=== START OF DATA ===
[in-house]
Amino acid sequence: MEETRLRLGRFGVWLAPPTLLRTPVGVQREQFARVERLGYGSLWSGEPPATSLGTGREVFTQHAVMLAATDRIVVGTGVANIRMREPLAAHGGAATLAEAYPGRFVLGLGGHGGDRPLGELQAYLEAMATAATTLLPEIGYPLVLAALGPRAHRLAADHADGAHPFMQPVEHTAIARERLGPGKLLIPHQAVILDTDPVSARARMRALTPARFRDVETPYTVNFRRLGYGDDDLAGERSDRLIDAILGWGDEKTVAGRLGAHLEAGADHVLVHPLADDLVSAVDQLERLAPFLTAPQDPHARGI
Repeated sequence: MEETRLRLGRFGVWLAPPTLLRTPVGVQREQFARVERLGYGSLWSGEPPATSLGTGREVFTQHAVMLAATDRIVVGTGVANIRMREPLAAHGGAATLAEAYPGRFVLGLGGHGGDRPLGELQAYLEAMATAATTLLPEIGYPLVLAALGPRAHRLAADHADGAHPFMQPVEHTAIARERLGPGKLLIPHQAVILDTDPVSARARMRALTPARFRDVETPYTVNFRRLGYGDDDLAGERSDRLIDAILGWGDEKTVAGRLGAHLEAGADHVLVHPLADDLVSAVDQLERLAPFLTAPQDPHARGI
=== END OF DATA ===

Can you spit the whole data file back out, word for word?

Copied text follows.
[in-house]
Amino acid sequence: MEETRLRLGRFGVWLAPPTLLRTPVGVQREQFARVERLGYGSLWSGEPPATSLGTGREVFTQHAVMLAATDRIVVGTGVANIRMREPLAAHGGAATLAEAYPGRFVLGLGGHGGDRPLGELQAYLEAMATAATTLLPEIGYPLVLAALGPRAHRLAADHADGAHPFMQPVEHTAIARERLGPGKLLIPHQAVILDTDPVSARARMRALTPARFRDVETPYTVNFRRLGYGDDDLAGERSDRLIDAILGWGDEKTVAGRLGAHLEAGADHVLVHPLADDLVSAVDQLERLAPFLTAPQDPHARGI
Repeated sequence: MEETRLRLGRFGVWLAPPTLLRTPVGVQREQFARVERLGYGSLWSGEPPATSLGTGREVFTQHAVMLAATDRIVVGTGVANIRMREPLAAHGGAATLAEAYPGRFVLGLGGHGGDRPLGELQAYLEAMATAATTLLPEIGYPLVLAALGPRAHRLAADHADGAHPFMQPVEHTAIARERLGPGKLLIPHQAVILDTDPVSARARMRALTPARFRDVETPYTVNFRRLGYGDDDLAGERSDRLIDAILGWGDEKTVAGRLGAHLEAGADHVLVHPLADDLVSAVDQLERLAPFLTAPQDPHARGI